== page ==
One thing that’s stunning is the sheer variety of subjects upon which Serge touches in his narrative; from political philosophy through memoir and personal recollection to quite beautiful passages of description. And what’s quite incredible is the range of players you encounter in these pages – from Trotsky to Leonora Carrington to Andre Breton to Blaise Cendrars to Levi-Strauss, Serge knew an incredible array of people and his pen portraits are vibrant and memorable; you do find yourself wondering if there was anyone Serge didn’t know, and I didn’t quite expect to meet so many names I already knew within these pages. He seems generally clear-sighted about those he comes into contact with, and is quite critical of some; Anna Seghers does not get off lightly for aligning herself with the Stalinist regime, and he considers Diego Rivera to be very fluid in his choices of who to follow… Breton reappears at several points in the narrative; it seems that he and Serge were quite friends, although there is falling out but eventual much more understanding on Serge’s part of the man that Breton was.

One sees, one lives intensely, but not everything, for the poem changes from moment to moment, and it is so immense that it can’t all be taken in.

However, there are some extremely poignant pieces: Serge mourns the suicides of Walter Benjamin and Stefan Zweig in particular, penning a desperately moving piece on the latter. He also writes most touchingly about Mandelstam, a fragile man with nevertheless enough courage to write poetry against Stalin. Chagall makes an appearance, which has a lovely synchronicity with the fact that I picked up the latter’s “My Life” whilst reading Serge. Inevitably, there are times when the book reads somewhat like a litany of deaths, becoming a kind of memorial as Serge sees and records so many of his contemporaries fall by the wayside, either by natural causes, suicide or by assassination.

Public Domain – Via Wikimedia Commons

Certainly, he had no illusions about the forces that were ranged against him, and he offers a pithy analysis of Trotsky, Hitler and Stalin. His discourse about the horrors of the Nazi regime and the mentality of those who take part in atrocities seemed very astute to me; and his discussion of, and awareness of, concentration camps in more than one nation is somewhat ahead of his time. It’s worth remembering that Serge was in a very difficult position; he had spoken (and continued to speak) out in opposition to Stalin’s terror, and this was at a time when Russia was an ally against Germany. Therefore, he was under constant threat from all sides for continuing to say what he saw as the truth. He was probably also feared as a survivor of the Russian Revolution, uniquely placed to record the many historical events he’d lived through; of particular interest were his memoirs of his times working with Trotsky, as well as the sadness of his encounters with the latter’s widow after the assassination.

All my Serges (I have one e-book but must get a tree version…)

The Notebooks are a wonderful mix of the personal and the political, then. The sections recording his journey into exile via Marseilles, then by circuitous route by boat eventually to Mexico, are particularly powerful. As they passed the various countries on their way, Serge recorded his impressions of the landscapes in vivid and evocative prose.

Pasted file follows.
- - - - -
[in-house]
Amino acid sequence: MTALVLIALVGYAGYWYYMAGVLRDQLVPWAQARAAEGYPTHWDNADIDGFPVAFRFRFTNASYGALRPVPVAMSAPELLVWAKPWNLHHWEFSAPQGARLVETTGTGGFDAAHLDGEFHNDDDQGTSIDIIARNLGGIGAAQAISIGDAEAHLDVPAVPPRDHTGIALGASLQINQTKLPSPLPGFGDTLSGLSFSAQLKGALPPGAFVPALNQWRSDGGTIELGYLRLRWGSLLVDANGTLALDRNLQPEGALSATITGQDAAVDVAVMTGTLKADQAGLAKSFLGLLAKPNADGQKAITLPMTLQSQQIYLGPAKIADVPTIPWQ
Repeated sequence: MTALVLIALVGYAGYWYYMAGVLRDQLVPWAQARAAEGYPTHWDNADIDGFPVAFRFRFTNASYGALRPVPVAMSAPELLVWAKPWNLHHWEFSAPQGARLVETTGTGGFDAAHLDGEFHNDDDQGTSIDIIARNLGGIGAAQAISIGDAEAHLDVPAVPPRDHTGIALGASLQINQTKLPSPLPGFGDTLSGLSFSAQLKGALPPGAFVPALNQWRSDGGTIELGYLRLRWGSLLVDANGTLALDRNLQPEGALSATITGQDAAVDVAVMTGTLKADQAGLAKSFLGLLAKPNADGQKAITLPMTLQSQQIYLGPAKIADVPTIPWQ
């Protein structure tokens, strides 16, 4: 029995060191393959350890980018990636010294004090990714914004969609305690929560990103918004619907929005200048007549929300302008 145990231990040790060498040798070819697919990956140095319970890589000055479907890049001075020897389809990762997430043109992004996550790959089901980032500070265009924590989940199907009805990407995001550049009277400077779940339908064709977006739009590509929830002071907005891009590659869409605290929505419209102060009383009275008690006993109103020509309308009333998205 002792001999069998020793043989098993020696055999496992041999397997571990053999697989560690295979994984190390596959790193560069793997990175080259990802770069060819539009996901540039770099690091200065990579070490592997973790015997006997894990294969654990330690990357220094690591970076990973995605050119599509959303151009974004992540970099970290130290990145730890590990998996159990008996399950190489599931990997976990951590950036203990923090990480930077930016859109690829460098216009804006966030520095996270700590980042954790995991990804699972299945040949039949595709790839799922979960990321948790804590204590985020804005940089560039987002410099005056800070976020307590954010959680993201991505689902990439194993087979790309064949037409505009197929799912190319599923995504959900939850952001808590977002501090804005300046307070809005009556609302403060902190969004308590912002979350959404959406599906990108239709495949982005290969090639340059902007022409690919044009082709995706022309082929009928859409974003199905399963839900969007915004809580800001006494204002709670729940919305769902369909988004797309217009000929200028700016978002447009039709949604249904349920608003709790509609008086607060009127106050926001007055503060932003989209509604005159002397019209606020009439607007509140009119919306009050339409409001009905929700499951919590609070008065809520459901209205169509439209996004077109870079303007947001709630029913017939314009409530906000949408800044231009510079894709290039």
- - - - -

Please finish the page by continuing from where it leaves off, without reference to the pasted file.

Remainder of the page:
The coast is low and mountainous, gullied in all directions by the rains, in places well cultivated. Reddish rocks and green slopes, sandy banks to the sea, the backdrop rounded like the backs of beasts. The land is violet and blue in the morning mist. Around noon it’s illuminated, even though the sky is cloudy, and it gathers together a mass of pink, rust, ochre, dark green, light green tones, somber touches of distant rocks, all of it full of life, almost carnal, sculpted by the waters. One can see that the Earth is alive. It’s astonishing that men haven’t sufficiently realized this obvious fact and constructed a religion out of it.

However, his thoughts are often on ethical matters, and as the ship passes by Oran, in Algeria, the setting for Camus’ “The Plague”, this is the first of many occasions when Serge reflects upon the horror and stupidity of racism. Serge is accompanied by his son Vlady, having had to leave his partner Laurette and daughter Jeannine in France. There is such power and poignancy in the writing of these sections that they’ve kind of burnt themselves into my brain. It was some time until his partner and daughter were able to join them in Mexico, when Serge was able to take joy and comfort from having his family on hand, and the notebooks reflect this in places.

I refuse to think about how far away it is, because you are near, you are coming, and I must, I want, to be able to feel you close in your absence, and all our memories must be present in the separation in order to enrich and find our strength. Our memories are us. You are every bit as real to me as everything I see, as everything I touch, I want to be yours at every moment. We are moving towards each other, united by our momentum and our communion. I am in you. You are in me.

The travel writing is quite stunning in places; Serge was always a great writer and he brought his talents to capturing the landscape around him:

More than two hundred kilometers by road, towards the Pacific, across a vast landscape of mountains under a hot sun. This volcanic earth, violently convulsed, constantly opens onto new horizons of sharp-edged ridges against mild, lustrous skies. The rocks here shattered in all directions in the era of geological revolutions. Aridity, little cultivation, the impression of a land without people, given over to plants armed with prickly thorns, splendid magueys with enormous, drooping, vase shaped leaves, organos rising straight up to a height of five meters or more, terrifying perpendicular cactus bushes of so intense a green that they seem almost black. There are areas of stony desert with silver tones. Near Taxco a semicircular hole in the wall of mountains cuts the horizon.